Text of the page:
When Should You Fertilize Sea Oats?
When growing in nutrient-poor conditions, two other situations contribute to the sea oats’ need for fertilization—the initial planting and the process of dethatching. Both circumstances are stressful to sea oats as both instances see plants with shallow root systems. Dethatching is the process by which thatch is removed from the base of the plants. Thatch is an accumulation of dead/spent organic material, which is detrimental to sea oats because it holds moisture at the surface of the sand. This causes the plant to develop a shallow root system that will not adequately anchor the plant to the dune. It may also cause the plant to rot as the thatch layer encourages an environment prone to disease development.
Once the thatch is removed, water availability is no longer shallow, and the plant’s root system needs to be encouraged to grow deeper in the soil in search of a new water source. Slow-release fertilizer provides the nutrients necessary for the plant to develop a strong network of webbed roots to find water and to anchor the dunes in place. This specific fertilizer helps the plant achieve this growth by delivering small amounts of nutrients in the soil over time. A publication on dune restoration by North Carolina State University warns against excess fertilization, stating that it may “damage the development” of the plants and “increase the occurrence of plant diseases.” The fertilizer will be best absorbed during the growing season. We recommend one application of fertilizer in late Spring and one in late summer/early fall. Because of their deep, web-like root system, sea oats are of paramount importance in the building and maintaining of sand dunes. For this reason, sea oats are federally protected due to their integral role in dune preservation.
What Kind of Fertilizer Do Sea Oats Need?
Fertilizers, as a plant growth enhancer, vary in purpose. They are formulated to focus on one (or more) of four distinct functions within plants. Certain formulas strengthen the roots or create denser foliage, while others encourage flower production and fruit yield. When the goal is to strengthen a dune system, the primary purpose of the fertilizer should be to help the plants develop strong, deep roots. The fertilizer applied should be slow releasing and specific for sea oats. For these reasons, applying a general fertilizer (intended for gardens) on the dunes can be extremely detrimental to the health of the fragile dune ecosystem. These all-purpose fertilizers may create the illusion of a healthy environment because the plants above the ground look thriving. Still, below the ground, the root systems are weak and debilitated. Avoid creating environmental hazards by entrusting professionals who have extensive knowledge in this domain to fertilize your dune system.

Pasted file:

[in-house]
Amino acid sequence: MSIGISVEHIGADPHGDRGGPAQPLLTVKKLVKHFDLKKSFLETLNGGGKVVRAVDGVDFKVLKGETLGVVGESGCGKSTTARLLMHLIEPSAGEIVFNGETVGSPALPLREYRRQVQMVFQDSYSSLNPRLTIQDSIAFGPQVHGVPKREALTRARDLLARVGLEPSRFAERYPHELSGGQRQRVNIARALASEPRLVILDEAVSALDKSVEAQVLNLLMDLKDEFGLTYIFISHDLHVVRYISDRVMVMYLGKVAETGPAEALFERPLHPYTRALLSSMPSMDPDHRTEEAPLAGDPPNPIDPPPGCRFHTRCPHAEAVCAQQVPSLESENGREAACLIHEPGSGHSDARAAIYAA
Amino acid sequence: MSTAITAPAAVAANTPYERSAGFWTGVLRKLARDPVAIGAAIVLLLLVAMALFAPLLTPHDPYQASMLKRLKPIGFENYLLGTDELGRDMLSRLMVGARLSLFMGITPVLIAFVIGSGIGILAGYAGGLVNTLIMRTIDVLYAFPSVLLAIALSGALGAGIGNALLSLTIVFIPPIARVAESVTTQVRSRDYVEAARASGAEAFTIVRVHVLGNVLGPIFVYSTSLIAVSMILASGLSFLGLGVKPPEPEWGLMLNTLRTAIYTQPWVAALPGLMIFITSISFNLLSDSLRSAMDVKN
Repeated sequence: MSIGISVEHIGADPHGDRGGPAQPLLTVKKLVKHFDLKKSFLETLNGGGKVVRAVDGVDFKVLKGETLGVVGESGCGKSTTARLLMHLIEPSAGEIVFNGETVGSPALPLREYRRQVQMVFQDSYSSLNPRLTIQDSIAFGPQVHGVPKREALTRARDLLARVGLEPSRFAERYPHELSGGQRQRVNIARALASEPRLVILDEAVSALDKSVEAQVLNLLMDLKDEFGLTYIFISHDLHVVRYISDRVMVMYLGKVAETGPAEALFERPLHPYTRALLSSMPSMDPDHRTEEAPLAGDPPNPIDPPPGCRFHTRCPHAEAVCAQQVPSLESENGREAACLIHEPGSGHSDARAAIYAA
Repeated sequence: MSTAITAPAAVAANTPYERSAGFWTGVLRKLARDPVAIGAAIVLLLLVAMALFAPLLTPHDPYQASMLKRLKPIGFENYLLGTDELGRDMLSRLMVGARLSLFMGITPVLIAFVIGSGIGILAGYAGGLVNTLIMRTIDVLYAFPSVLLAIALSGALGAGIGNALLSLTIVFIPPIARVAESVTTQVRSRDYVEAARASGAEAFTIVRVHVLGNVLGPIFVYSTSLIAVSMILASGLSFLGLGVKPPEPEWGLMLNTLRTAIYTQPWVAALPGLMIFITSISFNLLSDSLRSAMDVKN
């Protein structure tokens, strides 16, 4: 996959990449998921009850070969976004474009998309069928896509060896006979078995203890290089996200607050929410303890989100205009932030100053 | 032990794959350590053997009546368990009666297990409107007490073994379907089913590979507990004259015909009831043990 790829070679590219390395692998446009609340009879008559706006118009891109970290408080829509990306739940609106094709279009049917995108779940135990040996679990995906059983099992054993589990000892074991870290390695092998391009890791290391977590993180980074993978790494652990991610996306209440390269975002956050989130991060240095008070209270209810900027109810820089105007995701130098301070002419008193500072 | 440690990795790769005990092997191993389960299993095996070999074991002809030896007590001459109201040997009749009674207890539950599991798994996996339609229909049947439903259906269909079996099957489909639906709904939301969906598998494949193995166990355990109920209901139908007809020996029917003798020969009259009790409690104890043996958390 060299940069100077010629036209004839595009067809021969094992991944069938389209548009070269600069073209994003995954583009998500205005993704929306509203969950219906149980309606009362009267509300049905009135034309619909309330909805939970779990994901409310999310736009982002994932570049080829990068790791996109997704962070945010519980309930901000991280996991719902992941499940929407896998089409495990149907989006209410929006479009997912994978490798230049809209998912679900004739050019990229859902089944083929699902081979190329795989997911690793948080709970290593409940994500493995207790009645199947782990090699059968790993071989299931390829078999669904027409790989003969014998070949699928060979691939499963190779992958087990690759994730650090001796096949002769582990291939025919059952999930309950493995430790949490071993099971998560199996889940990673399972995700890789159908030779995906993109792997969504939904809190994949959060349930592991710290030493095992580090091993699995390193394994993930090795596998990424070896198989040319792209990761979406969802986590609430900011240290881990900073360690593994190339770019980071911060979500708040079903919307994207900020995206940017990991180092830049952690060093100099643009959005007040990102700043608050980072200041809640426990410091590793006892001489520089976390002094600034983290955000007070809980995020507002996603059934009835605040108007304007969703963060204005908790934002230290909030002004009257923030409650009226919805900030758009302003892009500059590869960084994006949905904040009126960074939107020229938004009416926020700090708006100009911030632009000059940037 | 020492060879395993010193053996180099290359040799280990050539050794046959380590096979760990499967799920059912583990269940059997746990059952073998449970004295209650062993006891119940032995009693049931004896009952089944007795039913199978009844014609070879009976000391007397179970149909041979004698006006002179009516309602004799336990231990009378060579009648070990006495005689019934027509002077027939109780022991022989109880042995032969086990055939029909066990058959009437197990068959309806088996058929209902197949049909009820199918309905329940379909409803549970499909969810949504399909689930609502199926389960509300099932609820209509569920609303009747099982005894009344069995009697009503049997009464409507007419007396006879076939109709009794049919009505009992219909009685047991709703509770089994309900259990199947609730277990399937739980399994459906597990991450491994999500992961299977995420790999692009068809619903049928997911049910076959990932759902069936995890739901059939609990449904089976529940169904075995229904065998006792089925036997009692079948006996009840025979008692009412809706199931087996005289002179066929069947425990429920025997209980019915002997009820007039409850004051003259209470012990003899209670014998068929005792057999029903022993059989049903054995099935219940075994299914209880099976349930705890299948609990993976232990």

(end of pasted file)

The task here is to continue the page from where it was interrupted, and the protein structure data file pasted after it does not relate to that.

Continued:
Strong root systems = Resilient Dunes.
Broome, Stephen. “Restoration and Management of Coastal Dune Vegetation | NC State Extension Publications.” Restoration and Management of Coastal Dune Vegetation | NC State Extension Publications, content.ces.ncsu.edu/restoration-and-management-of-coastal-dune-vegetation.
Bullard, Fred M. “Source of Beach and River Sands on Gulf Coast of Texas.” GSA Bulletin, GeoScienceWorld, 1 July 1942, pubs.geoscienceworld.org/gsa/gsabulletin/article-abstract/53/7/1021/3939/source-of-beach-and-river-sands-on-gulf-coast-of?redirectedFrom=fulltext.
Palm Beach County Board of County Commissioners. Guidelines for Beach & Dune Management. Guidelines for Beach & Dune Management, discover.pbcgov.org/erm/Publications/BeachandDuneManagement.pdf.
Ronson, Jacqueline. “The Best Sand on Earth Is This, According to Dr. Beach.” Inverse, www.inverse.com/article/32767-best-beach-sand-fine-white-quartz-crystal-siesta-florida.
“The Mississippi River and the Gulf of Mexico Dead Zone « World Ocean Review.” World Ocean Review, worldoceanreview.com/en/wor-1/pollution/over-fertilization/the-mississippi-river-and-the-gulf-of-mexico-dead-zone/.
“Working in Your Florida Soil.” Working in Your Florida Soil – Gardening Solutions – University of Florida, Institute of Food and Agricultural Sciences, gardeningsolutions.ifas.ufl.edu/care/planting/florida-soil.html.